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Opinion

Gaza flotilla: Why the blockade makes sense for Israel

Until Hamas accepts Israel’s right to exist and stops launching rocket attacks, Israel may have to continue the Gaza blockade.

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He indicated that Israel should agree to the right of millions of Palestinians to relocate in Israel and not just a new Palestinian state, and then this should be put forward to a referendum of all of the world’s Palestinians (not just the Palestinians of the West Bank and Gaza), and then who knows. Not much hope there.

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So who would ensure that a lifted blockade from Gaza would not permit more rockets to come into Gaza? No countries have volunteered to be peace enforcers on Gaza’s borders.

The European Union agreed to monitor a crossing point in Rafah, which is easier than enforcement as it requires no robust military presence but only computers – proverbial pencils – to issue reports.

Yet, even this is a pale challenge to the 12-kilometer southern border with Egypt, where smuggling has occurred. Yet, even at the Rafah crossing alone, the EU monitors repeatedly fled the scene when the going got rough during the past few years.

Complicating the situation further is the fact that reporting does not suggest that Gaza is on the verge of catastrophe. This is what the Financial Times’s Tobias Buck wrote from Rafah just last week, alluding to the tunnel smuggling: “[T]he prices of many smuggled goods have fallen in recent months, thanks to a supply glut that is on striking displays across the [Gaza] Strip.”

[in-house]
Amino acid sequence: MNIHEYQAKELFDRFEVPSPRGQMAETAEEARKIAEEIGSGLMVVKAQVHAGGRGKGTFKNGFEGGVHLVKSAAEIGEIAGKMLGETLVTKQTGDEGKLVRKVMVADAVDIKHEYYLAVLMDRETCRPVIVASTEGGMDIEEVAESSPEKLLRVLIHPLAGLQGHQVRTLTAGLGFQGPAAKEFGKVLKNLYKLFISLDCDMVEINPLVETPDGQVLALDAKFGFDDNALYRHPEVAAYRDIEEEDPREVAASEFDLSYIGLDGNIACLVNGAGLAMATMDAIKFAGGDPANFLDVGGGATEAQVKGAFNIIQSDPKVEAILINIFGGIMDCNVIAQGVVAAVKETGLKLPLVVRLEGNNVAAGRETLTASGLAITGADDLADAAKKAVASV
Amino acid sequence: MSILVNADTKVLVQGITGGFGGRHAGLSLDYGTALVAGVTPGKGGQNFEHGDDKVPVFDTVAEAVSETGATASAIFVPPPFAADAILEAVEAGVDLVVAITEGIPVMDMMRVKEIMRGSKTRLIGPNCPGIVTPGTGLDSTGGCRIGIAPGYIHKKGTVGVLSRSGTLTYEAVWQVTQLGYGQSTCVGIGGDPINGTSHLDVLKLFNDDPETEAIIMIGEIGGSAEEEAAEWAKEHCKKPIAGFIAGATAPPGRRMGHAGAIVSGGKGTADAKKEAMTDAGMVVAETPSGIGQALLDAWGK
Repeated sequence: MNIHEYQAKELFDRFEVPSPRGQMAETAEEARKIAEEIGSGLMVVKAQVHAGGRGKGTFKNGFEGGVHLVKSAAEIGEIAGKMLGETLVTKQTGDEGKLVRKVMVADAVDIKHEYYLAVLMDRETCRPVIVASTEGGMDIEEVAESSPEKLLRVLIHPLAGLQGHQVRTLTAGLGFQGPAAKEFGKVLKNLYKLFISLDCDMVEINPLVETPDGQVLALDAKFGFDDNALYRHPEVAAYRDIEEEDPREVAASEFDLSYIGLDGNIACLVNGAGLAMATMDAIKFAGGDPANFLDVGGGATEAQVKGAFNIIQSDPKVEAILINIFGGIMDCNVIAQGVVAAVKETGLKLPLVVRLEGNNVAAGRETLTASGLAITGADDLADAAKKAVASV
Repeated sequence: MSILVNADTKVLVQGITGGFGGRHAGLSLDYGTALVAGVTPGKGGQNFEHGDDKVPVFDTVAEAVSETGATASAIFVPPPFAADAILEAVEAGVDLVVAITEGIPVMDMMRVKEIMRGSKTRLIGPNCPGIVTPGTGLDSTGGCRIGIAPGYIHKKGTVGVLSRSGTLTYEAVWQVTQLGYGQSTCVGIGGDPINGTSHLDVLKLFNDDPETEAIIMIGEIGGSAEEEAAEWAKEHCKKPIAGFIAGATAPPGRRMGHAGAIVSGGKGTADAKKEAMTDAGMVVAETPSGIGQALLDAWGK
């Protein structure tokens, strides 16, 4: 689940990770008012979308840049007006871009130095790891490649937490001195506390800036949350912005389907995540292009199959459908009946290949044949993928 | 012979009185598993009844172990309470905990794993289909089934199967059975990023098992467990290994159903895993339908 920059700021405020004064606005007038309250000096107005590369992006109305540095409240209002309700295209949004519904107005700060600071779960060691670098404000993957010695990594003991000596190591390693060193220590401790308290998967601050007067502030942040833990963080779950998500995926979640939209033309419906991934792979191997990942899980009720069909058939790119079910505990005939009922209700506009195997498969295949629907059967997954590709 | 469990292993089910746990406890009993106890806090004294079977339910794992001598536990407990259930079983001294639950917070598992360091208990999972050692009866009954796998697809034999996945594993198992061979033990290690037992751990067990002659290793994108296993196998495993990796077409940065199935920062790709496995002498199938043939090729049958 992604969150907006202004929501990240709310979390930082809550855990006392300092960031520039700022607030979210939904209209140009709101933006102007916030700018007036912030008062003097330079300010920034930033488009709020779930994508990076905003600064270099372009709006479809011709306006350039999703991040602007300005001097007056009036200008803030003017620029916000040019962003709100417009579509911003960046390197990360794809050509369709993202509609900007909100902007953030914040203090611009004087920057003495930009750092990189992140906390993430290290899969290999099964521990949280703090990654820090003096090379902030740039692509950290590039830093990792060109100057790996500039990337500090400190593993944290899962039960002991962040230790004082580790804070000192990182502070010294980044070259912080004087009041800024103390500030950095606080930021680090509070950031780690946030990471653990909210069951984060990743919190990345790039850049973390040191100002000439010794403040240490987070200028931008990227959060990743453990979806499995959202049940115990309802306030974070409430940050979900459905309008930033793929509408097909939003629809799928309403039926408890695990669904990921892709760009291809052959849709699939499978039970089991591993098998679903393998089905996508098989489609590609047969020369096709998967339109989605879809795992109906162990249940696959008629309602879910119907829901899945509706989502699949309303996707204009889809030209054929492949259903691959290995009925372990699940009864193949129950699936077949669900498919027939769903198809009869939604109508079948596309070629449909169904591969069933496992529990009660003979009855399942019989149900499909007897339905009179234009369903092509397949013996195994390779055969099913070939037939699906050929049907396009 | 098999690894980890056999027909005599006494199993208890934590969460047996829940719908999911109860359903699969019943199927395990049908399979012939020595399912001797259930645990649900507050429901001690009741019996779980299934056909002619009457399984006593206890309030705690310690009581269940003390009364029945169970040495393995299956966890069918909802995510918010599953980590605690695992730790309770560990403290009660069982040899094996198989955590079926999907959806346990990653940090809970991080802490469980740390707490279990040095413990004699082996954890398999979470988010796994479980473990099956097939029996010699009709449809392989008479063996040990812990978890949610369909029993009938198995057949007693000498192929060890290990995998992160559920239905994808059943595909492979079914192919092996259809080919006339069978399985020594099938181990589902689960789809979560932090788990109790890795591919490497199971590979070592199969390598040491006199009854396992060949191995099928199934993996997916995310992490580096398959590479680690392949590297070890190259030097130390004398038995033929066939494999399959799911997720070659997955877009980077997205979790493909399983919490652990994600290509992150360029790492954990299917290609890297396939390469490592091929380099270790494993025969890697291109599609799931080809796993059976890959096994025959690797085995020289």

The tunnel smuggling, Mr. Buck writes, has “become so efficient that shops all over Gaza are bursting with goods. Branded products such as Coca-cola, Nescafe, Snickers and Heinz ketchup – long absent as a result of the Israeli blockade – are both cheap and widely available.”

This suggests that the blockade has certainly not led to Gaza being on the brink of starvation.

The unspoken argument for the blockade is that it has been effective. In the past two years, Hamas leadership continually trails the popularity of the Palestinian Authority and Fatah in the West Bank as people understand that Hamas has not been able to declare business as usual.

Moreover, Israel has a silent partner in supporting the blockade: Egypt. Though Egypt announced a lifting of the blockade today, past gestures by the Mubarak government suggest this move will be equally short-lived. Cairo was willing to withstand protests at its embassies in the Arab world during the 2008-09 Gaza war, but still refused to open up its Rafah border crossing to Hamas.

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